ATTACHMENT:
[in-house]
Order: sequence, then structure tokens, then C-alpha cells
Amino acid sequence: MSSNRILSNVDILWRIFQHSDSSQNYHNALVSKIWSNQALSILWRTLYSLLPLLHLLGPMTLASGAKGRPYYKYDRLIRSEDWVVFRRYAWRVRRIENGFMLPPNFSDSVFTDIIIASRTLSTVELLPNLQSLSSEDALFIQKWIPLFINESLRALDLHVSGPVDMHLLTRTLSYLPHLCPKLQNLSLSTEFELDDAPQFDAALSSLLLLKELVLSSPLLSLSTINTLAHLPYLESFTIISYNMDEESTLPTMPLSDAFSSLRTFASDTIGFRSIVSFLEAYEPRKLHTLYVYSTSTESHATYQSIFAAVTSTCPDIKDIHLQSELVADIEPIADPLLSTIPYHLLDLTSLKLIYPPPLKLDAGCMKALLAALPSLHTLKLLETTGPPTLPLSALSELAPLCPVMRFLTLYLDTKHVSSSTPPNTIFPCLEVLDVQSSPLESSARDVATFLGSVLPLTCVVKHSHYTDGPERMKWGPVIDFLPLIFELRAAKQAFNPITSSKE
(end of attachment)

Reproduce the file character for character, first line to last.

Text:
[in-house]
Order: sequence, then structure tokens, then C-alpha cells
Amino acid sequence: MSSNRILSNVDILWRIFQHSDSSQNYHNALVSKIWSNQALSILWRTLYSLLPLLHLLGPMTLASGAKGRPYYKYDRLIRSEDWVVFRRYAWRVRRIENGFMLPPNFSDSVFTDIIIASRTLSTVELLPNLQSLSSEDALFIQKWIPLFINESLRALDLHVSGPVDMHLLTRTLSYLPHLCPKLQNLSLSTEFELDDAPQFDAALSSLLLLKELVLSSPLLSLSTINTLAHLPYLESFTIISYNMDEESTLPTMPLSDAFSSLRTFASDTIGFRSIVSFLEAYEPRKLHTLYVYSTSTESHATYQSIFAAVTSTCPDIKDIHLQSELVADIEPIADPLLSTIPYHLLDLTSLKLIYPPPLKLDAGCMKALLAALPSLHTLKLLETTGPPTLPLSALSELAPLCPVMRFLTLYLDTKHVSSSTPPNTIFPCLEVLDVQSSPLESSARDVATFLGSVLPLTCVVKHSHYTDGPERMKWGPVIDFLPLIFELRAAKQAFNPITSSKE